Women's studies on the chopping block.
(GUELPH, Ont.) Guelph University's women's studies program would have celebrated its 30th anniversary this year, but instead the program unraveled in a matter of hours this April. More than 150 students picketed a university senate meeting, megaphones in hand, hoping to convince last-minute voters not to cancel the program.
"It was a shock and surprise," according to women's studies professor Helen Hoy. "When the decision was made, a number of students shouted with outrage and tears were rolling down their faces."
Students and professors learned only in late February that the program was in danger. A senate review two years earlier called it an "intellectually stimulating program ... in the vibrant, young discipline of women's studies." Plans were in place to expand the program to cover gender and sexuality.
Money was cited as one factor that led to the program's demise, but according to Hoy the argument holds no water. The program was run on just $78,000 per year and had only a part-time coordinator and staff person. As philosophy professor Karen Wendling pointed out, "It's the cost of two university advertisements in the Globe and Mail."
Norman Lewis, coordinator of the program, proposed to cut the budget even further in an effort to save it. But the dean of arts claimed the women's studies program was no longer viable.
"Requests for more permanent staff and better space to strengthen the program were seen as signs of a failing program," said Hoy of the program that will graduate 51 students this year. Rather than improve the program, the administration chose to cut it.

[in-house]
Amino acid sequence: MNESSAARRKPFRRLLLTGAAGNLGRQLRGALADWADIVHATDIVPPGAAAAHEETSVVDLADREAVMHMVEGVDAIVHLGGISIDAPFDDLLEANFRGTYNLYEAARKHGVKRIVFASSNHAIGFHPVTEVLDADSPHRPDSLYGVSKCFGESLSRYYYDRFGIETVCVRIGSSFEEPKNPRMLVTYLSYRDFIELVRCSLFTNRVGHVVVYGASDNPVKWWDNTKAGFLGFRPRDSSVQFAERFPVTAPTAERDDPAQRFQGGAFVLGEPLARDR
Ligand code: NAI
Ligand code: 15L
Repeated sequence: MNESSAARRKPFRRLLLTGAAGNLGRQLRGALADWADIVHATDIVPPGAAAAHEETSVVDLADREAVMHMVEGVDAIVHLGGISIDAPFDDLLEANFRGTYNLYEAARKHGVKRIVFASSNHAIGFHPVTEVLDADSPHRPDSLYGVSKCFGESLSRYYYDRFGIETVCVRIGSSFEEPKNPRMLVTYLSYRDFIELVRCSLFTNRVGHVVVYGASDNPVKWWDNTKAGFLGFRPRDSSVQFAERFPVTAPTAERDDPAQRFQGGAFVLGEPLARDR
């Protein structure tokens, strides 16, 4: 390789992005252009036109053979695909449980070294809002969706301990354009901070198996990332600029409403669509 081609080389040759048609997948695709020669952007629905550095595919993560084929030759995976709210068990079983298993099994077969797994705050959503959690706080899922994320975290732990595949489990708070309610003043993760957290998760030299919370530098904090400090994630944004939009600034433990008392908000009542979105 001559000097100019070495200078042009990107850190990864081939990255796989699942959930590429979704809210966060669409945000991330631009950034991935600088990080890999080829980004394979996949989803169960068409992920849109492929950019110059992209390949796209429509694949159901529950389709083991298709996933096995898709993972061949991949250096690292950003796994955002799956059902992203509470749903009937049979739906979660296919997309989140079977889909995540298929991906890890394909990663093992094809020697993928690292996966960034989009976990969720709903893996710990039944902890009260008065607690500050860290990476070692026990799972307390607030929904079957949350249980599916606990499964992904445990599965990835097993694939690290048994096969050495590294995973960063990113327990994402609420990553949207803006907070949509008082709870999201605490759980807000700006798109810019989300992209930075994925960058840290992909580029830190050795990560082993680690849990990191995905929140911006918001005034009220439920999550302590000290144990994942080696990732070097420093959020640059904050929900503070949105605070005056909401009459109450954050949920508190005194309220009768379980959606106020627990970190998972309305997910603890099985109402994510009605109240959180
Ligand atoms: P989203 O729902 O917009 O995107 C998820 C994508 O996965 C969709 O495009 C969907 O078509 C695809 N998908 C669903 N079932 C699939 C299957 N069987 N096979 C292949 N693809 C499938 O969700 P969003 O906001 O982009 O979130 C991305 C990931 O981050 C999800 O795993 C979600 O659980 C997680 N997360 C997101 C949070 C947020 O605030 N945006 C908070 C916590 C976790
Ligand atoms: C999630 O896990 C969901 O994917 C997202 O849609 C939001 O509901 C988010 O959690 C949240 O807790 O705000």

"When you cut a women's studies program, you're signalling that feminist thought, theory and discourse aren't worth it," said Jack Hixson-Vulpe, one of the students who organized against the administration.
It also sends the message that women's studies is unnecessary.
"As long as sexual assault, homophobia and hate crimes happen every day, we need programs like this," said Anastasia Zavarella, another student organizer. "It should remind us that women's studies is relevant."
Meanwhile, administrators at Mount Saint Vincent University in Halifax were ready to slash their women's studies program, but bowed to pressure at the last minute. Mount Saint Vincent's women's studies program was the first in Canada, and for a long time the university prided itself on being a women's university.
Organizing efforts there were headed by students Magan Alisha and Heather Rycroft. Meetings with deans and administrators, as well as media attention prompted the university to reconsider. The program will be reassessed in two years.
"The program is safer, but it's a concern to be aware of in the future. We have to be an active program, and as long as we remain relevant we can do it," said Alisha.
For the students at Guelph, their fight continues. They already have plans for actions they will take this fall to pressure the administration to re-implement the program.
"We're prepared to dig our heels in," said Zavarella. "I want this program to be around for my sister."
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|Title Annotation:||cancellation of Guelph University's women's studies program|
|Date:||Jun 22, 2009|
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